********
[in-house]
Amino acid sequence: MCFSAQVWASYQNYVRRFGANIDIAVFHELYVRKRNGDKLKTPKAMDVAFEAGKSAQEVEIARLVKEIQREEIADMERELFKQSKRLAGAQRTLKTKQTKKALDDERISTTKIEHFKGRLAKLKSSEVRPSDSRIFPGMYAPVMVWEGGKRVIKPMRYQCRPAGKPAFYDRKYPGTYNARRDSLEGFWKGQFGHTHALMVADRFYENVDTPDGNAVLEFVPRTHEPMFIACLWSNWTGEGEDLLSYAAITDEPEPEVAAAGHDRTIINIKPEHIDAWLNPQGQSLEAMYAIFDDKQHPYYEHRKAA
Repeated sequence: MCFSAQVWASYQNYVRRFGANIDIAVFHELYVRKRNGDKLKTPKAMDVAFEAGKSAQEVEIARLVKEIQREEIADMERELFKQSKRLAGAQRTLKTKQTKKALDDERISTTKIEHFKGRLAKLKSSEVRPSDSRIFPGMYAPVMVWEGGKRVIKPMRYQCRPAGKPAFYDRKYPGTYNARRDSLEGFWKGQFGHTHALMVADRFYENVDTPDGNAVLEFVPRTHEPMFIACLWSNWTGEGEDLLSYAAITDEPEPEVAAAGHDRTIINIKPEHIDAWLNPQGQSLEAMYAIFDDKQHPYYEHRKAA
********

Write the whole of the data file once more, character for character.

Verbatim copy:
[in-house]
Amino acid sequence: MCFSAQVWASYQNYVRRFGANIDIAVFHELYVRKRNGDKLKTPKAMDVAFEAGKSAQEVEIARLVKEIQREEIADMERELFKQSKRLAGAQRTLKTKQTKKALDDERISTTKIEHFKGRLAKLKSSEVRPSDSRIFPGMYAPVMVWEGGKRVIKPMRYQCRPAGKPAFYDRKYPGTYNARRDSLEGFWKGQFGHTHALMVADRFYENVDTPDGNAVLEFVPRTHEPMFIACLWSNWTGEGEDLLSYAAITDEPEPEVAAAGHDRTIINIKPEHIDAWLNPQGQSLEAMYAIFDDKQHPYYEHRKAA
Repeated sequence: MCFSAQVWASYQNYVRRFGANIDIAVFHELYVRKRNGDKLKTPKAMDVAFEAGKSAQEVEIARLVKEIQREEIADMERELFKQSKRLAGAQRTLKTKQTKKALDDERISTTKIEHFKGRLAKLKSSEVRPSDSRIFPGMYAPVMVWEGGKRVIKPMRYQCRPAGKPAFYDRKYPGTYNARRDSLEGFWKGQFGHTHALMVADRFYENVDTPDGNAVLEFVPRTHEPMFIACLWSNWTGEGEDLLSYAAITDEPEPEVAAAGHDRTIINIKPEHIDAWLNPQGQSLEAMYAIFDDKQHPYYEHRKAA